In the Vineyard: February 21, 2023


In the Vineyard :: February 21, 2023 :: Volume 23, Issue 4

International News

Update on the Synod

As Synod meetings continue throughout the world, there are both similarities and differences – depending on where you are on the globe – in the discussions being held. In some parts of the world, the focus of the Synod was on the effects of climate change on both daily life, and the future. Elsewhere it was on setting up structures to enhance and continue synodality.

In Europe, for example, the key points centered less on climate and more on problems such as the ongoing war in Ukraine, the clerical sexual abuse scandals, and historic divisions between European countries. Topics discussed included the need to accompany people who have been wounded or are suffering in some way, and to empower young people and women, while showing greater attention to “marginalized” groups in the church. Most notably, the Continental gathering there included 200 onsite participants and almost 400 online participants in the first phase, a far cry from the online-only bishops assembly planned for the North American continent. In the second phase, the presidents of the 39 national episcopal conferences of Europe met behind closed doors to draft a text to “accompany” the first document drafted by the full gathering.

In the Middle East, as a part of their closing statement, the Synodal assembly of Catholic churches put together a list of “constants,” which include (in translation):

  1. Synodalism is a core of the heritage of our Eastern Churches.
  2. Unity in diversity through unity in communion and the mission and testimony of churches.
  3. The roots of common churches are the basis of a unified message.
  4. The presence of seculars (i.e., lay people) and their talents in the service of the Body of Christ. The role of youth, their capabilities, and their expectations for a renewed Church reflect the challenges they face.
  5. The importance of the role and mission of women in the church and their participation in decision-making and service.
  6. The liturgy is our life, and the call for a liturgical renewal that is compatible with the aspirations of our youth while preserving its essence and symbols.
  7. Calling for a creative and renewed ecumenism and stimulating ecumenical dialogue.
  8. The Church of openness to others who are ecclesiastically and religiously different, by listening, dialogue, and togetherness, living together, cooperation, and mutual respect, in order to show the face of the One God.
  9. Fellowship and Hope in Suffering: Towards a Church as humble as a “mustard seed” (Matthew 13/31-32), called to grow and expand amidst the challenge of survival and the rejection of emigration.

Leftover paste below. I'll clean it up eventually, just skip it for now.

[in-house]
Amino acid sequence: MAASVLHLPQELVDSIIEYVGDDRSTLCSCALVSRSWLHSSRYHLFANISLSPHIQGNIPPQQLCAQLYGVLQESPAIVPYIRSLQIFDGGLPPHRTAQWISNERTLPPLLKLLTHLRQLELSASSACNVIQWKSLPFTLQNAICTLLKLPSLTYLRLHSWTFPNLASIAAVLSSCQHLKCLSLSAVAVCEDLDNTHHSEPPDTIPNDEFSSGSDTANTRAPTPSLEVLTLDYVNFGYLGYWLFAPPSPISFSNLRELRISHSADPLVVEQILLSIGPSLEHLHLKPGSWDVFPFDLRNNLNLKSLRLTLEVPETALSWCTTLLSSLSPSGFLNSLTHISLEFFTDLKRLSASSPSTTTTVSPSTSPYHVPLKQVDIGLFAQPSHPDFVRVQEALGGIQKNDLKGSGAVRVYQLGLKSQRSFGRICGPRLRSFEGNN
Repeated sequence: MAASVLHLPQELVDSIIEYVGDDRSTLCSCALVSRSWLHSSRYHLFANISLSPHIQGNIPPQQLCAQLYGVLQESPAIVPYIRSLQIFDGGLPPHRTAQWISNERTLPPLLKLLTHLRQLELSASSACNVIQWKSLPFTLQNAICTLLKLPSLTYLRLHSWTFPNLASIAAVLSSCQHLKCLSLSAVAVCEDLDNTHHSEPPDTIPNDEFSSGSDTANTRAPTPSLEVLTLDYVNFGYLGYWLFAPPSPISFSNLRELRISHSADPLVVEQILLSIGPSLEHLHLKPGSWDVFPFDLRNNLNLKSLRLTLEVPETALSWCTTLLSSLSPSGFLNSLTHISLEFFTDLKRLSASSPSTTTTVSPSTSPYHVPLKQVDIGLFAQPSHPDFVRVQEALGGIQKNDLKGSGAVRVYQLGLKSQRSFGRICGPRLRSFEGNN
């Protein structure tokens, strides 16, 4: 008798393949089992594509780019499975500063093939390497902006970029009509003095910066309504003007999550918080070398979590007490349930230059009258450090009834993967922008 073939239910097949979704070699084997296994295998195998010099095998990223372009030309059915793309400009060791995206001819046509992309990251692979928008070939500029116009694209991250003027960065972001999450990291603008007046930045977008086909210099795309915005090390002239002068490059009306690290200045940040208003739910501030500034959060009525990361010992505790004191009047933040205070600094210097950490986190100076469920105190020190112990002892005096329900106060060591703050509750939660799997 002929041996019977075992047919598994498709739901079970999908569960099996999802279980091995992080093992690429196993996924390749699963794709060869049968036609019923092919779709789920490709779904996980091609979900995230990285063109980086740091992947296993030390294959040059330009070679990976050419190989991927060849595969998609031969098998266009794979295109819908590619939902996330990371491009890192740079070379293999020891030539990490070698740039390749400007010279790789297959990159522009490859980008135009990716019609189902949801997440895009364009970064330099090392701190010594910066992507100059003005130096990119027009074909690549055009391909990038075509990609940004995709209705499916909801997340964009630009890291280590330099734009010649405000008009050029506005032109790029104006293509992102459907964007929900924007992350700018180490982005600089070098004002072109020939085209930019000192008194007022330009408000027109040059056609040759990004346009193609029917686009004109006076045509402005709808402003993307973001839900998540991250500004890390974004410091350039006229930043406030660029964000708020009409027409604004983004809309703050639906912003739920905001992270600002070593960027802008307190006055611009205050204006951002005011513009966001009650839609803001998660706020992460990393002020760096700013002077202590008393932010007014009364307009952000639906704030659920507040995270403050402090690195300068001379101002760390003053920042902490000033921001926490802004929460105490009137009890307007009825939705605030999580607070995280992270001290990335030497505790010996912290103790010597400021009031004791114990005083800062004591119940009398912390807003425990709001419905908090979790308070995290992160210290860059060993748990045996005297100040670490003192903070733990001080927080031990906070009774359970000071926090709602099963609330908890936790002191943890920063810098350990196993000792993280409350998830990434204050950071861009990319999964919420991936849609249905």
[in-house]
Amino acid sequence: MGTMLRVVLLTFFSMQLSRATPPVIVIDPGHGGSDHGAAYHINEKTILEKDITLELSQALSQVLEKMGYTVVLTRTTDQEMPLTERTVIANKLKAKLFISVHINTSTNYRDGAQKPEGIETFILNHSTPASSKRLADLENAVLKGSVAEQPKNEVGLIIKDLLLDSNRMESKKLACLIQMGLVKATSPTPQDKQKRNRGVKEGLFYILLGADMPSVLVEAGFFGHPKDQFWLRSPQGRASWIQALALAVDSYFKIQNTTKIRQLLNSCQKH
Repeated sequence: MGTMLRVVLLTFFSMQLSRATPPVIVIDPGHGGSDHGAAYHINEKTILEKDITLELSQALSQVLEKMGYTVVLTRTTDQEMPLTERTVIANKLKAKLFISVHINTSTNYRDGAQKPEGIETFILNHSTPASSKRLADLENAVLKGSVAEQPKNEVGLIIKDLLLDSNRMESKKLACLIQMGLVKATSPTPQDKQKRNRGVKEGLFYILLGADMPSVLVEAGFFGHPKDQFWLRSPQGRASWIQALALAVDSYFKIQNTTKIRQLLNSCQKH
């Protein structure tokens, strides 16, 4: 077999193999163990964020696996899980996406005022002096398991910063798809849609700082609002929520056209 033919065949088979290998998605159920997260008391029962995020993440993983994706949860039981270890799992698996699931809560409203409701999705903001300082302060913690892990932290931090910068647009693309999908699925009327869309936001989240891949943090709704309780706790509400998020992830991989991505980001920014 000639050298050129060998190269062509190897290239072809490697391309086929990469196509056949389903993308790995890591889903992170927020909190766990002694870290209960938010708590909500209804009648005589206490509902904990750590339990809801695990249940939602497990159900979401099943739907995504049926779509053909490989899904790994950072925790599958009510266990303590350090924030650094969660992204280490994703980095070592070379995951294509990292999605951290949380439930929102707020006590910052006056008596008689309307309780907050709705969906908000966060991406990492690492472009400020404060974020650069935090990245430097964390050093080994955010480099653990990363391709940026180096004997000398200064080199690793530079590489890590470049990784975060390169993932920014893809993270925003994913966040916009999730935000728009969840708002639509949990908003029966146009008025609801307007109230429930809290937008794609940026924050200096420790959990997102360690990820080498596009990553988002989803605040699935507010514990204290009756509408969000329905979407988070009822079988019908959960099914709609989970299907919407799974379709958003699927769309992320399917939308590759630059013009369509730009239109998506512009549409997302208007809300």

10. The mission, witness, and renewed structures of a more synodal Church.
  11. Pastorates specialized in dealing with families, women and youth.
  12. The importance of media and digital culture as an effective communication tool in the hands of the church to deliver its message in a more comprehensive manner.
  13. Continuing the synodal spirit in each Church with the central question: How can each Church be more synodal in the light of the actions of this Continental Assembly of Catholic Churches in the Middle East?

In El Salvador, where the first of four regional meetings making up the continental assembly for Latin America and the Caribbean is taking place, Sister Genoveva Henríquez, president of the Conference of Religious in El Salvador, said the meetings held in Latin America are an opportunity “to contribute to the opening of horizons of hope for the fulfillment of the mission of the church,” based on St. Oscar Romero’s example of prioritizing those on the peripheries.

“We must see with eyes wide open and feet well planted on the ground, but with a heart well filled with the Gospel and with God (synodality),” she said, saying this consists of establishing “a circular, participatory, and less hierarchical and pyramidal style of government” for the church.

To learn more about the Synod and VOTF’s participation, please click here.

To read more about Catholic responses around the world to the Synod, please click herehere and here and here.

Also of interest:

Is Prayer Our Only Option?

By Scott Kruize

We are in crisis here in Washington, with declining Mass attendance and a shortage of priests to cater even to our reduced numbers. This is not new, not unexpected, and not local. All over the world, Catholic churches are in this crisis. The question is what to do about it.

We can continue to exhort each other to pray for vocations. This is what we’ve been doing for years,  even decades, with no appreciable effect. It amounts to slacking off on the work we need to do for ourselves, instead telling God, “Rules we set up for ministry in your church here on Earth prevent most of us from wanting to do it … so you have to MAKE some of us serve the rest.”  

By now, it’s all too clear God’s not going to do that, and we need to get over it and fix our problems ourselves.

As alternatives, of course, we can start consolidating our existing parishes–closing down and eliminating many of them. This is worse: It’s giving up. It’s saying to God that we won’t put in any effort to make the Church here on Earth a portal to the Kingdom of Heaven.

Both these approaches evade acknowledging that God has showered us with divine gifts: intelligence and reason, common sense, judgment and discernment, memory and imagination. Also a willingness to put these gifts to work, doing what needs to be done for ourselves and for others. We may have arrived as helpless, clueless infants, but we’re all past that. We’re supposed to behave like grown-ups, developing our abilities as we advance through life … and following prompts from the Holy Spirit to do the right things.